Monday, September 22, 2008

One-In-Three Multiple Sclerosis Patients Admit They Don’t Like Injecting Their Medication Due to Discomfort, Survey Reveals

~ Removing Injection Discomfort and Anxiety Key to Medication Adherence in Early Stages of Disease ~

TORONTO – Sept. 11, 2008 – According to a recent North American survey, almost all (97 per cent) people living with Multiple Sclerosis (MS) are committed to controlling their lifelong condition by any means necessary.1 Nonetheless, they are faced with significant barriers that may prevent them from adhering to a treatment regimen. For example, the majority of patients (56 per cent) stated at least one barrier about injections that makes them uncomfortable; most often cited was the length of a needle (33 per cent), followed by the thickness (31 per cent).1 In addition, anxiety was the most common negative emotion around injections (61 per cent).

“The data identifies a need for an improved, patient friendly and effective device that can help patients adhere to therapy, which translates to better management of their symptoms and improved quality of life, with less chance of relapse occurring,” said Nathalie Girouard, RN, Therapeutics Nurse, Ottawa Hospital/MS Clinic. “Adherence to effective and consistent treatment in the early stages is critical in delaying the progression of the disease and providing protection against the development of definite MS.”

According to the survey, 90 per cent of people consider the strongest motivator for starting MS treatment is realizing that it will help slow disease progression.1 Patient motivation can be increased by offering solutions to the barriers, including using the thinnest needle available (70 per cent), co-pay assistance or other financial support (69 per cent), having a good injection technique (69 per cent), and using an autoinjector (55 per cent).1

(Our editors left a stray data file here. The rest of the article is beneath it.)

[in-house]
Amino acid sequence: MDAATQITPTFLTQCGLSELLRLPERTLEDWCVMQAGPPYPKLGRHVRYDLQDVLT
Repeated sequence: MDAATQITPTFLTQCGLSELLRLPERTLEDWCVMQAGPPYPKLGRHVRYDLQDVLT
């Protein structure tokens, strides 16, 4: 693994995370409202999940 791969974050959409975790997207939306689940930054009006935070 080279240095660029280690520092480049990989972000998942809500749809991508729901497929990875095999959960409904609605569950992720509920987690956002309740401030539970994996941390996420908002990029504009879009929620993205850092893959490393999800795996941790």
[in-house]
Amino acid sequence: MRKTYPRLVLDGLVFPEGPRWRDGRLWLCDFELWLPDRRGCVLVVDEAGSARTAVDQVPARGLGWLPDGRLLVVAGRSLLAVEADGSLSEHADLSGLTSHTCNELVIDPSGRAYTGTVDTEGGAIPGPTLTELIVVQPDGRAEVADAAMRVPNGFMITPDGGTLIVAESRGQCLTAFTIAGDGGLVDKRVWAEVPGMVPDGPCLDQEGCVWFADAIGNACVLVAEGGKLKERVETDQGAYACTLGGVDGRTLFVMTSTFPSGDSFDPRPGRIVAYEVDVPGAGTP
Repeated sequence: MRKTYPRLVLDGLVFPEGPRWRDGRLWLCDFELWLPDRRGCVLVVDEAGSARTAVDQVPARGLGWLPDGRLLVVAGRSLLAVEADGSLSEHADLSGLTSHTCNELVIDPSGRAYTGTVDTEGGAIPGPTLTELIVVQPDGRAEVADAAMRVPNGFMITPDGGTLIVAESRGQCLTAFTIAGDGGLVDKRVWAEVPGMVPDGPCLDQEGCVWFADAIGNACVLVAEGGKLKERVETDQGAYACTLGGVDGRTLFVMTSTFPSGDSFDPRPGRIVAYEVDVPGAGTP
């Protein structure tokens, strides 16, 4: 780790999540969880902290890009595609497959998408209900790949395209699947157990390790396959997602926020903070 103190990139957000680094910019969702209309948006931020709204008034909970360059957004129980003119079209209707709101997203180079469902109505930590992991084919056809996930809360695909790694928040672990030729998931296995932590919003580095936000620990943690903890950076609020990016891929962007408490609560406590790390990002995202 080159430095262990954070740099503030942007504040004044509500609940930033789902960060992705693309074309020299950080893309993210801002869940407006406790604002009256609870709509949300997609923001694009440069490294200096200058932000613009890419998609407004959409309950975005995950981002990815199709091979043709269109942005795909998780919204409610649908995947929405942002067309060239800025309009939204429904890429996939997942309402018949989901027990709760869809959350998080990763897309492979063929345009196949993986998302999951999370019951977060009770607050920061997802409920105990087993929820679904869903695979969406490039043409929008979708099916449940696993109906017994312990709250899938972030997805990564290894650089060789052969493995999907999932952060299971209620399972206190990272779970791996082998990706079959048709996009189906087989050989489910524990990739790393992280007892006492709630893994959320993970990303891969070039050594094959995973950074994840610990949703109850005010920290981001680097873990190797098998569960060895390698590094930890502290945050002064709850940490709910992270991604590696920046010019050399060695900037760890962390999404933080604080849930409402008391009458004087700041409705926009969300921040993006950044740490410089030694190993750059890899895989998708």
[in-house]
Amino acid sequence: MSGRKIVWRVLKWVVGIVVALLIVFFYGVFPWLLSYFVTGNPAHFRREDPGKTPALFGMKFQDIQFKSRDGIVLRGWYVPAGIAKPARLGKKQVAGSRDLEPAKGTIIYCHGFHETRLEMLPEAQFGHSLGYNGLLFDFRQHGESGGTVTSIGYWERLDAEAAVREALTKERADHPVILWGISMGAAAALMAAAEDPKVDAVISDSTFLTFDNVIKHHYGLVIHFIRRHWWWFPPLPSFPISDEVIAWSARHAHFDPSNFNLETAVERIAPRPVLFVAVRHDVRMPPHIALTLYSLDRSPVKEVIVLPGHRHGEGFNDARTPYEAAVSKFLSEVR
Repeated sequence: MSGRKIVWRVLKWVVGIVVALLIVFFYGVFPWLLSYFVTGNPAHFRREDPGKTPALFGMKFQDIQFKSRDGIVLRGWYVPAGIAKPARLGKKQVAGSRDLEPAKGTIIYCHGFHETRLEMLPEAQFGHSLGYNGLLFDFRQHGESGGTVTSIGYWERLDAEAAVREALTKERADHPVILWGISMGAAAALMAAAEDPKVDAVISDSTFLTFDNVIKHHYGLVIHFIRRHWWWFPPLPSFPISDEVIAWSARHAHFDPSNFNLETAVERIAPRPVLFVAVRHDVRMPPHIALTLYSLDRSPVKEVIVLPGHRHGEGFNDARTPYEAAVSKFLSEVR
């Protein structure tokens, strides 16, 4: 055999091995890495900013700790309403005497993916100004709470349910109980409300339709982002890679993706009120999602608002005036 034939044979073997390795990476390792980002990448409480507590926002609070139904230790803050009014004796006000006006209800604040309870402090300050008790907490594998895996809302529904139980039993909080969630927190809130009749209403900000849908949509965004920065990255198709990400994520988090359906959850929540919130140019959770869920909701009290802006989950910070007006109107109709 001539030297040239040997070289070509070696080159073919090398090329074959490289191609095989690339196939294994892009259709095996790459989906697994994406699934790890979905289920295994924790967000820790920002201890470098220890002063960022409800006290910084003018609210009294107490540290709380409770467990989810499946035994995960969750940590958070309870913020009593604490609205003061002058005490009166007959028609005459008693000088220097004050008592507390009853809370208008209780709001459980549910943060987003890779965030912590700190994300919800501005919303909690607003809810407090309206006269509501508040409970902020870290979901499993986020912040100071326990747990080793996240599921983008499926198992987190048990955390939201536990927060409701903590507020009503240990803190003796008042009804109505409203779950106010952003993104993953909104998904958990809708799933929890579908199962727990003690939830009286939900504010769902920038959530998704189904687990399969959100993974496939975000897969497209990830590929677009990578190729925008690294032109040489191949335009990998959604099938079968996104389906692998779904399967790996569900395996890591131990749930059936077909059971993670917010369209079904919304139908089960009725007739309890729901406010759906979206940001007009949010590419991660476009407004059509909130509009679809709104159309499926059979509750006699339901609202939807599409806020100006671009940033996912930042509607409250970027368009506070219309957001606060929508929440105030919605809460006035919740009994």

New Autoinjector Responds to Patients’ Needs

Bayer has launched the new Betaject Lite autoinjector and a 30 gauge needle. It has thinnest needle of all disease modifying therapies, resulting in less pain, fewer injection site reactions, less needle anxiety, and better adherence and long-term outcomes.

The new Betaject Lite autoinjector uses the effective BETASERON® (interferon beta-1b) therapy. The Betaject Lite autoinjector enhances compliance, so patients can benefit from BETASERON in delaying progression of their MS and helping to maintain their quality of life. Since BETASERON was first approved for use in Europe and the United States, this year marks 15 years of achievements for BETASERON in the treatment of patients with MS.

Eighty-two per cent of people surveyed see benefits to using a thinner needle, including less pain during injection (55 per cent), greater comfort during injection (54 per cent), less bruising (42 per cent), less pain after injection (40 per cent), less anxiety immediately before injection (34 per cent) and less impact on mood when anticipating injections (30 per cent).1